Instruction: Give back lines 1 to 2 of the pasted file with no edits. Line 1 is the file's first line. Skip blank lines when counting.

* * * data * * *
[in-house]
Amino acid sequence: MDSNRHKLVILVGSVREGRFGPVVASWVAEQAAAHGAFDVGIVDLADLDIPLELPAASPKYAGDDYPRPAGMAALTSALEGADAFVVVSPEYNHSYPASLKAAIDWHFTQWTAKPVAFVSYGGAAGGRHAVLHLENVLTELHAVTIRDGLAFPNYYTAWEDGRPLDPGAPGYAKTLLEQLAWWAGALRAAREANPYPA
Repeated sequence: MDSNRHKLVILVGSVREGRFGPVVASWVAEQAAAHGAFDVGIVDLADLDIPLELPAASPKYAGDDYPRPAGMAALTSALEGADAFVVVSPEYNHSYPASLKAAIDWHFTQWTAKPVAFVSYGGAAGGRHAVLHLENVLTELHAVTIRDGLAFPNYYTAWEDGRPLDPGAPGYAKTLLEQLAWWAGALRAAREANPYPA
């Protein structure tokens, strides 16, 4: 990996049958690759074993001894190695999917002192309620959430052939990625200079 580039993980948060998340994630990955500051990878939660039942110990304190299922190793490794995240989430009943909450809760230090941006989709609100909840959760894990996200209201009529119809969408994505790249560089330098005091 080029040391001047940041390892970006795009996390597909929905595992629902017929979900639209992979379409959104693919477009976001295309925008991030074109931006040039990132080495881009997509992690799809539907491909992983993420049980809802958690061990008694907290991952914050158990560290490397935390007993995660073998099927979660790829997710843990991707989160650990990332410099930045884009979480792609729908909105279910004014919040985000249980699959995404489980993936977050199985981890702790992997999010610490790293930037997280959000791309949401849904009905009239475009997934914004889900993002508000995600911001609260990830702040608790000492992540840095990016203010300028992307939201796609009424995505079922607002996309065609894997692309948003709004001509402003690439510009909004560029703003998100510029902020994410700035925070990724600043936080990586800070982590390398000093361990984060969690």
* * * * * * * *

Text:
[in-house]
Amino acid sequence: MDSNRHKLVILVGSVREGRFGPVVASWVAEQAAAHGAFDVGIVDLADLDIPLELPAASPKYAGDDYPRPAGMAALTSALEGADAFVVVSPEYNHSYPASLKAAIDWHFTQWTAKPVAFVSYGGAAGGRHAVLHLENVLTELHAVTIRDGLAFPNYYTAWEDGRPLDPGAPGYAKTLLEQLAWWAGALRAAREANPYPA